Recovering from Having Your Baby: Diastasis Recti

This week I had my Six Week follow up after my delivery of Cooper.

Overall, I am recovering well, but it comes as no surprise that I have something in common with a lot of women at this point in my recovery…I have Diastasis Recti (DR). Even 6 weeks after my delivery, I still have a large gap in my abdominal muscles.

What Is Diastasis Recti?

This separation of the muscles in your belly is known as Diastasis Recti. Specifically, it is the separation of the “Six Pack” muscles of your abdomen, called the Rectus Abdominis.

This picture illustrates what it looks like:

Diastasis Recti

How Does It Happen?

Diastasis Recti occurs as your body produces hormones (relaxin and estrogen) that allow the muscles and ligaments to become loose as your body begins to prepare for childbirth. As your baby grows, the connective tissues are stretched as your uterus expands, and in some cases this causes a separation at the linea alba between the muscles.

How Can I Tell If I Have Diastasis Recti?

The Physical Therapists at Thrive are trained at assessing for DR and there is also a way that you can check at home to see if you may have it. Check out the video below, as we explain how you can quickly and easily see if you have DR.

If you discover that you do have DR, contact your healthcare professional for a full assessment and treatment options.

How Common Is Diastasis Recti?

Statistics show that up to 60% of women have DR present at the 6 week point of their recovery. At 6 months, there are still 45.4% of women that have it, and a full year after their delivery, 32.6% of women still have DR present. (statistics from altmetric.com)

The thing is that many women have never heard about it, so they don’t even know they have it.

What Does It Mean For Me?

Many women notice that they have a “pooch” in their belly that they just can get rid of. This can be one of their first clues that something isn’t quite right. The separation of the muscles affects their ability to contract and results in a “pooch.”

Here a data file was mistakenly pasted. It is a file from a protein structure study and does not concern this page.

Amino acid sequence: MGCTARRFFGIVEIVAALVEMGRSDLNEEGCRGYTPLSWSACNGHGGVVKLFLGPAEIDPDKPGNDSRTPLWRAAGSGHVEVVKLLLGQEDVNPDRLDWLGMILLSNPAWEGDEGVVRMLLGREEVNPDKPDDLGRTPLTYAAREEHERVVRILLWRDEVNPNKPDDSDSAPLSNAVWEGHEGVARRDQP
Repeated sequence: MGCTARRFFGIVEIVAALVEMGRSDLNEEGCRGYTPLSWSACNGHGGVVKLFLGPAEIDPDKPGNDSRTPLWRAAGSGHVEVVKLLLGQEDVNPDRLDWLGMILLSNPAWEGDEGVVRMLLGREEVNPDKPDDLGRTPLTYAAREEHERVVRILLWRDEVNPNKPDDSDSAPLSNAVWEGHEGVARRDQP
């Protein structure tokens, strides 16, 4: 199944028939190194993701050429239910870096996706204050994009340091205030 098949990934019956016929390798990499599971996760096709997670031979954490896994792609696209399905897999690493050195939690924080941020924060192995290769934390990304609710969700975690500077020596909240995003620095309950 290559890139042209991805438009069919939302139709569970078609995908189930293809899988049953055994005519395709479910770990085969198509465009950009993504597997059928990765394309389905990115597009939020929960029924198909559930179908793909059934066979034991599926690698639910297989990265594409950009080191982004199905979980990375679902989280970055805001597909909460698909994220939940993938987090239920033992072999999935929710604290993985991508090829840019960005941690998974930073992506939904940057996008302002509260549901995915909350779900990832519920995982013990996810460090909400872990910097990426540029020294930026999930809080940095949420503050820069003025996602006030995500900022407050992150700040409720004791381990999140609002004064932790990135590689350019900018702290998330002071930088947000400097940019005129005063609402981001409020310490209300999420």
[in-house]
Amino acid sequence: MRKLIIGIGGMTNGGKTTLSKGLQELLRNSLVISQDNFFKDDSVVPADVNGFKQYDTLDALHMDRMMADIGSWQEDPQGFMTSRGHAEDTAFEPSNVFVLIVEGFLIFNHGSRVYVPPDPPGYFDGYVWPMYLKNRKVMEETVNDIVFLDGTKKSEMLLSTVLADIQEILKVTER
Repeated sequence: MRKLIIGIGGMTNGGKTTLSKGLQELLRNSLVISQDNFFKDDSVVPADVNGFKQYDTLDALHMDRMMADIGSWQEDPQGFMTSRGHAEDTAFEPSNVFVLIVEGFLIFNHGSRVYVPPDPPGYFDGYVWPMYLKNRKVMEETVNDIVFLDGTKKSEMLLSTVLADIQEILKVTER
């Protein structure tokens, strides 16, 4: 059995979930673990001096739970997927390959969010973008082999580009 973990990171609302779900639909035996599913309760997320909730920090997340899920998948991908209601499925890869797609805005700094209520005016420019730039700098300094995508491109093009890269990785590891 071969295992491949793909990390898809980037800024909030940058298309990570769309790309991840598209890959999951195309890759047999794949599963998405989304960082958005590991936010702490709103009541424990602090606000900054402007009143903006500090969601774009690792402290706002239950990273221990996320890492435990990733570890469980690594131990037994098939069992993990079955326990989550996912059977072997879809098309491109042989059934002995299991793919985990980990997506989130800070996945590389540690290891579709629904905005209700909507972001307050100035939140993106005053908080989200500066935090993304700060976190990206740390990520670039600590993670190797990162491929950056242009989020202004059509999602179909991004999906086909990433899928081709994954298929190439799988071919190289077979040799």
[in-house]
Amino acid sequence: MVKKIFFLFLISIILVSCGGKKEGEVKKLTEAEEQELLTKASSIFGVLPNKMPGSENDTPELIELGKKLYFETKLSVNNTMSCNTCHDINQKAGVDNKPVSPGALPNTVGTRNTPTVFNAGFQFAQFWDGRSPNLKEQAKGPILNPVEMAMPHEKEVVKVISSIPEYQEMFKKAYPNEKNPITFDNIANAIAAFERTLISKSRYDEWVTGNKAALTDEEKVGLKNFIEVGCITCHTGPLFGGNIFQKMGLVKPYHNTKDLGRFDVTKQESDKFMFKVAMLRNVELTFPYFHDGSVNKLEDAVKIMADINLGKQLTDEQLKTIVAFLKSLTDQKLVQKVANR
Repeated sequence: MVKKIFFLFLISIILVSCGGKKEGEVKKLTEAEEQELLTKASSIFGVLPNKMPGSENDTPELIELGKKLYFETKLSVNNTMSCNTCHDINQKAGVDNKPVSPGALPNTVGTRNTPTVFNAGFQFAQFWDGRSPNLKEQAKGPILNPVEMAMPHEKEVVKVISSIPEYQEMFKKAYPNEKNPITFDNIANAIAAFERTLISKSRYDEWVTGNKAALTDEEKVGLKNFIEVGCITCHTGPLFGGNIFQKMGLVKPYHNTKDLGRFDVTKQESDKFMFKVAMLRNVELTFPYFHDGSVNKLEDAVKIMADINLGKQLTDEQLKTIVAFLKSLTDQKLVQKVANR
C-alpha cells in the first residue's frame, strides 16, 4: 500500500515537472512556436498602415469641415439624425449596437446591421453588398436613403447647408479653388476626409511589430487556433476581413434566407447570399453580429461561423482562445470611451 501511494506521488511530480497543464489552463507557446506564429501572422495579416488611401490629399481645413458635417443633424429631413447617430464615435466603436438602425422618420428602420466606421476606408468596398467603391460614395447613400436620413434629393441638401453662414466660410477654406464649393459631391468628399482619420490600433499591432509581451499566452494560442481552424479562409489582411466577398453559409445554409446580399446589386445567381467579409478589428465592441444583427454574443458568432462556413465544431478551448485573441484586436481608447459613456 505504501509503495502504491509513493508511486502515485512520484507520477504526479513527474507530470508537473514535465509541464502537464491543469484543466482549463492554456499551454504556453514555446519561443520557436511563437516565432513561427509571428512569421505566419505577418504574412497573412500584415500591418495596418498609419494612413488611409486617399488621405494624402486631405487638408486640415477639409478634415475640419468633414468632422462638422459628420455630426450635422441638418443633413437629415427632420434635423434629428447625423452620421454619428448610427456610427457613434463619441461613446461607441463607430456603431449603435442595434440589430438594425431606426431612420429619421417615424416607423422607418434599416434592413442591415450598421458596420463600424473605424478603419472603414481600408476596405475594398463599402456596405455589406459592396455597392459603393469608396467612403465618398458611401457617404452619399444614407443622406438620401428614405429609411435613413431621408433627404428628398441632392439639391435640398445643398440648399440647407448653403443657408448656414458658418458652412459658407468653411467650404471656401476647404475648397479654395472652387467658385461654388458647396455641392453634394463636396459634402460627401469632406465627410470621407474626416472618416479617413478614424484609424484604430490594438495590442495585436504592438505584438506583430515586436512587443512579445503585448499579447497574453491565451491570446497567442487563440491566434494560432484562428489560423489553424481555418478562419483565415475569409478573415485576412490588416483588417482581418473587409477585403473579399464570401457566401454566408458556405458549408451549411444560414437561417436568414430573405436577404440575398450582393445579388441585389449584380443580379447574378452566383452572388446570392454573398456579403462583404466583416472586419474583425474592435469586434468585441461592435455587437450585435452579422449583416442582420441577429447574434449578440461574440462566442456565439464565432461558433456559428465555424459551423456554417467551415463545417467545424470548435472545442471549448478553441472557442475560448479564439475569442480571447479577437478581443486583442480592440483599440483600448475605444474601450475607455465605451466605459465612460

Our core and abdominal muscles are designed to control pressure. It needs to be able to generate tension to perform lifting and other activities. It also needs to have the ability to relax to allow for normal urination and bowel movements.

Over time, this can lead to a variety of issues from back and hip pain to urinary incontinence.

What Can I Do About It?

Too often people are told that nothing can be done about it!

While you can’t repair the tissue without surgery, the condition is very manageable and most people are able to significantly improve their DR and live symptoms-free without undergoing surgery!

There are simple techniques and exercises that address the deeper core muscles that can decrease the width of the separation and improve how your muscles work.

There are also many things you can do day to day to improve your recovery.

Call Today to schedule your appointment for an assessment with one of our trained Experts!

Or ask about our Free Report on 4 Secrets to Help You Recover from Diastasis Recti!

Click Here to Arrange a Free Telephone Consultation With a Physical Therapist »
Ashley Hornsby, MPT